It don’t mean a thing if you ain’t got that swing(ometer)

We all love a good swingometer.  Most people associate the swingometer with Peter Snow, cousin of Game of Thrones news reader Jon Snow.  Peter however only popularised it.  It was invented by another Peter, academic Peter Milne.  By 1959 the so-called Sultan of Swing David Butler and Bob McKenzie had made some alterations and with a bit of BBC production magic, a full-sized swingometer was born.   The genius of the swingometer was its ability to predict, based on uniform nation swings across the country, what that would look like in terms of seats in Westminster.

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Following the death of Bob McKenzie in 1981, the swingometer fell into disuse, the BBC instead opting for computer generated graphics and data.  When the revamped swingometer made a come back for the 1992 General Election,  the roll of swinger in chief fell to the 6’5 television presenter Peter Snow.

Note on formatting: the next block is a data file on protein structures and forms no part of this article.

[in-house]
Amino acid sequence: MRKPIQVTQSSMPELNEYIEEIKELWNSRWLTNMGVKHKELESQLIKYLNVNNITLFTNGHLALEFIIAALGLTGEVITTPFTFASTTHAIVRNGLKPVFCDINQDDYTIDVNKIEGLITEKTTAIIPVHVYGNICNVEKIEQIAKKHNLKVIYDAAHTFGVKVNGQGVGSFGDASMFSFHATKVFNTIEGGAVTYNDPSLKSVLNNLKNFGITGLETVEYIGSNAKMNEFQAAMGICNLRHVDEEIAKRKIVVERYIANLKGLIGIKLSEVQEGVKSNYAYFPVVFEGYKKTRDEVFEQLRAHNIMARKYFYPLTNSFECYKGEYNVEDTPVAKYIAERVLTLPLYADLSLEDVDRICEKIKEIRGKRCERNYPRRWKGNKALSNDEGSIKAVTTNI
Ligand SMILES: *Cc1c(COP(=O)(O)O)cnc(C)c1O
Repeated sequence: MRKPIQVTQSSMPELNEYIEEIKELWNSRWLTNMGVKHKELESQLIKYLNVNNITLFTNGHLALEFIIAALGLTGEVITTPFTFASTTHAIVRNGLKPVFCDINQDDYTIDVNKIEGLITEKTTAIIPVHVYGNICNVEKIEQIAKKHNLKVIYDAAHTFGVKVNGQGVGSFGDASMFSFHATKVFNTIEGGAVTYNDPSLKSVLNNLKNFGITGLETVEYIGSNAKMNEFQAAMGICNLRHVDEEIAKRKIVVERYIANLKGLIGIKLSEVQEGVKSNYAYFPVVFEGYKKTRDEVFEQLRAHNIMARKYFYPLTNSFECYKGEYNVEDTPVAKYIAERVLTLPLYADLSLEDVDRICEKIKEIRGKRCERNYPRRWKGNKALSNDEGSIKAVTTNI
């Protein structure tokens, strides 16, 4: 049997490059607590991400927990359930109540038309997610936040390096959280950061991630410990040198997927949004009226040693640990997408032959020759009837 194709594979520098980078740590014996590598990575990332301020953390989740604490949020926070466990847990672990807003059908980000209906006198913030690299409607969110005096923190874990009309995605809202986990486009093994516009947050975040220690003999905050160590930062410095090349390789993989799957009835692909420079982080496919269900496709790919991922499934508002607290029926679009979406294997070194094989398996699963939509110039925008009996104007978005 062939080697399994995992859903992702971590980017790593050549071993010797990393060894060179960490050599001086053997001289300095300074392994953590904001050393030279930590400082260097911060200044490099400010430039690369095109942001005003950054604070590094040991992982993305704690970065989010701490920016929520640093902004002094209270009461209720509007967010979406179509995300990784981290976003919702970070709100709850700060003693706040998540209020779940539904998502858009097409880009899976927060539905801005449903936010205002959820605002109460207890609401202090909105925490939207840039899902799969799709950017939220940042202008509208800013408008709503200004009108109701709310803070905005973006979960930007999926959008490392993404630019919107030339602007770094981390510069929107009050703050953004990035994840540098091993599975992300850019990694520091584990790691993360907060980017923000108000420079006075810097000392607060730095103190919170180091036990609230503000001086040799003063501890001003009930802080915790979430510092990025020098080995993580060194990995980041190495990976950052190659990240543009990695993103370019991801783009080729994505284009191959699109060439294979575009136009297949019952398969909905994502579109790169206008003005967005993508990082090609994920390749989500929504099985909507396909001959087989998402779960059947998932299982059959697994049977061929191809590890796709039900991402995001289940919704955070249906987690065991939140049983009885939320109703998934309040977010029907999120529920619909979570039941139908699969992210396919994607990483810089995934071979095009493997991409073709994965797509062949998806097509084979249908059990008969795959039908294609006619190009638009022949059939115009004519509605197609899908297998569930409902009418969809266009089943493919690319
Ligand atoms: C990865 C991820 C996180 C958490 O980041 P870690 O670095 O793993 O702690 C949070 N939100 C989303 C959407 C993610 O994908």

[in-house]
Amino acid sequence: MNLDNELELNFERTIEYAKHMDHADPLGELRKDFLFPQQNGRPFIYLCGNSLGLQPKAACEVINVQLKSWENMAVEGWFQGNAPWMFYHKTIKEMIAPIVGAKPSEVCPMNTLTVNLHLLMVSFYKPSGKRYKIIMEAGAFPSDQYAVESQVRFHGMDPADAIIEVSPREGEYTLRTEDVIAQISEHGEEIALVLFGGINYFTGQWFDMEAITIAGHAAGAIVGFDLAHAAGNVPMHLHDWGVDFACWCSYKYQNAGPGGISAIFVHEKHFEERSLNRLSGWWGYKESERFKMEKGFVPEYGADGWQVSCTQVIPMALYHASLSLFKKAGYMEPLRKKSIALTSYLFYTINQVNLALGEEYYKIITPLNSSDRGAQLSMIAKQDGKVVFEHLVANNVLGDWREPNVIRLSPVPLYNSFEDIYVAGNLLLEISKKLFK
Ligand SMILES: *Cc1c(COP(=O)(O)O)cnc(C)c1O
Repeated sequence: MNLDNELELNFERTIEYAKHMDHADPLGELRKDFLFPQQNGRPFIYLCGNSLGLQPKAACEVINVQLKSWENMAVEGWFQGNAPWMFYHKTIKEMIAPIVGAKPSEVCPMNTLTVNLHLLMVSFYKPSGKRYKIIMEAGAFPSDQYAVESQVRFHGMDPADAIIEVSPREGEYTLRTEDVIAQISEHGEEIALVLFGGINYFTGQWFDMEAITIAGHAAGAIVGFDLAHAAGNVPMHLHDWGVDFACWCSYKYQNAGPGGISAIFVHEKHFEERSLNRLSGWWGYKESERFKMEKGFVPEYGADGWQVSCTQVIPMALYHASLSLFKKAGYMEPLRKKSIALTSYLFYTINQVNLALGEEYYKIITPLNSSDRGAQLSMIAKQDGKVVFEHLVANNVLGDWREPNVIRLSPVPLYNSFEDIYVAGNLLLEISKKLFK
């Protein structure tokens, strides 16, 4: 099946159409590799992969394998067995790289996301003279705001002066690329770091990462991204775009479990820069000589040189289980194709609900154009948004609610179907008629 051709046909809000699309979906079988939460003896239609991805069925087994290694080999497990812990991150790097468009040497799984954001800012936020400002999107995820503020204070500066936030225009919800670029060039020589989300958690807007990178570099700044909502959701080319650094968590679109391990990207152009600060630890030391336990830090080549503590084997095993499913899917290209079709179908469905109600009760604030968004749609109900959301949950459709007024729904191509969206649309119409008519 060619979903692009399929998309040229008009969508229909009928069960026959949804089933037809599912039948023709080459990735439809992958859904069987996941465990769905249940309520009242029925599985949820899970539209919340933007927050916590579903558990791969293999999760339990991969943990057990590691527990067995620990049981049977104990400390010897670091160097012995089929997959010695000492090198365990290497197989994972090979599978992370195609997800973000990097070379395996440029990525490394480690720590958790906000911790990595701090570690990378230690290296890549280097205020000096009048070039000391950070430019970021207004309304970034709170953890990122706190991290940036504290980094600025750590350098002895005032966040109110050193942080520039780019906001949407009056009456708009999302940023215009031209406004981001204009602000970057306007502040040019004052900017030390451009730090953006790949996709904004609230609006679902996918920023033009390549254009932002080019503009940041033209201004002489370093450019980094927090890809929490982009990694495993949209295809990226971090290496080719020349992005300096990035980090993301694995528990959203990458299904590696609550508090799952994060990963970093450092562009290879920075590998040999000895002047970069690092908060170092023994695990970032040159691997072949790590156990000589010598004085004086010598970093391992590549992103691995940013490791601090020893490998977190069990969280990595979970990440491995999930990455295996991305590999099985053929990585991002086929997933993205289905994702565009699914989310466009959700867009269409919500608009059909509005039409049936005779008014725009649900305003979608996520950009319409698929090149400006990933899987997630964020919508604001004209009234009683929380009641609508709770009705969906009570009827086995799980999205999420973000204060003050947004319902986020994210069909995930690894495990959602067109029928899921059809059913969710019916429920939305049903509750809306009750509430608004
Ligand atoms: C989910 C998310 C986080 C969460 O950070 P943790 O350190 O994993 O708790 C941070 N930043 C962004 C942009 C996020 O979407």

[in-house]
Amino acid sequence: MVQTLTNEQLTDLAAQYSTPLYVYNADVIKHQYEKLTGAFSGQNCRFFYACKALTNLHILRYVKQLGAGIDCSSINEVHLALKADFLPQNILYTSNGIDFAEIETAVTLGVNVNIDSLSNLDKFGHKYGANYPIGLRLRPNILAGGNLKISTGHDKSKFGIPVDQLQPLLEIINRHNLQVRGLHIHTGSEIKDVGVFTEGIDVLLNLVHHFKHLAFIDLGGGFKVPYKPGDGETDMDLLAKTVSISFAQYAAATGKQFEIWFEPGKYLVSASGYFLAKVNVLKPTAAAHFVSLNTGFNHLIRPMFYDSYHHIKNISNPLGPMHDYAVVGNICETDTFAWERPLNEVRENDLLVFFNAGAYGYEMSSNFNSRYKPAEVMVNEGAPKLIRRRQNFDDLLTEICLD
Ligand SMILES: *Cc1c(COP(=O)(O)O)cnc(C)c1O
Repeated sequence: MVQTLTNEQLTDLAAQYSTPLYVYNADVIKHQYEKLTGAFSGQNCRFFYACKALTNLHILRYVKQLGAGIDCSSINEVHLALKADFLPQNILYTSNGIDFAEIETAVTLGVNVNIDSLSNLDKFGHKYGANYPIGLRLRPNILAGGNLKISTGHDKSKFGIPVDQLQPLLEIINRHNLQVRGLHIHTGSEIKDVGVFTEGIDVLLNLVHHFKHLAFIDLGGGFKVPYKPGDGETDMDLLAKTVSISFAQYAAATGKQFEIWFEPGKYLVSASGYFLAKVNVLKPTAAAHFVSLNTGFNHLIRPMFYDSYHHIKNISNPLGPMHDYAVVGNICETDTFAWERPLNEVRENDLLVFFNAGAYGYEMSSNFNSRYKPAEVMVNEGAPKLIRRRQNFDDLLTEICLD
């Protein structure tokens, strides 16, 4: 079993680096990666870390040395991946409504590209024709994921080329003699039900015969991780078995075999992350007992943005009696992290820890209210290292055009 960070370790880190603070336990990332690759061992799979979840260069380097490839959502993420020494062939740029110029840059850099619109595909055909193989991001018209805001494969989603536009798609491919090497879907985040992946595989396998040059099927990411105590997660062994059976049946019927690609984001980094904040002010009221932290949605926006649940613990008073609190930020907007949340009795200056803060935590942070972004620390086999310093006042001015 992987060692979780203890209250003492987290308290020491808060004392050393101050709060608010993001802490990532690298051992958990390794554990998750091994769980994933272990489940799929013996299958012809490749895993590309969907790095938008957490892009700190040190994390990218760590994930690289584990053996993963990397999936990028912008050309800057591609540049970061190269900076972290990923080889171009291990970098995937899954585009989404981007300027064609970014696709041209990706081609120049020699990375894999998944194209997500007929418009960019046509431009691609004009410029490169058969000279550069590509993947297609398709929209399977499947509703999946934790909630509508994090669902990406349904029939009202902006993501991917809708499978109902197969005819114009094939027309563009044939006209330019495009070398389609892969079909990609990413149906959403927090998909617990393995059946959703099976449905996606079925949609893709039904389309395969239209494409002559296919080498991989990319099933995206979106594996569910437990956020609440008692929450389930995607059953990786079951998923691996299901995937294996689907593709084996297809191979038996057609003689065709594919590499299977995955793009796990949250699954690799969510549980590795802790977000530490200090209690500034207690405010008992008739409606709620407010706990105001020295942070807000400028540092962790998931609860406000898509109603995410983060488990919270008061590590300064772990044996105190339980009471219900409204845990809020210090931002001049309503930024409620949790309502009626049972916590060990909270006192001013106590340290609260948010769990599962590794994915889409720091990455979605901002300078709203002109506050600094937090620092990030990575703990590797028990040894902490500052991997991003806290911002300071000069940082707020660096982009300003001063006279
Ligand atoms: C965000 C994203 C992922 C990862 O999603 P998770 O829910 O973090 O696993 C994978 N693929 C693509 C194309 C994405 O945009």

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By the 2005 the BBC went all out with green screen technology using not only a virtual swingometer but a virtual Downing Street and House of Commons.

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Election guru David Butler was not a big fan of where the BBC took the swingometer.  I think making it 3D was a good thing, recognising the increased complexity of a mutli-party system but I see his point that some of the VR graphics were becoming increasingly bizarre.   Jeremy Vine will be making his 3rd outing as the swinger in chief for the election of 2017.


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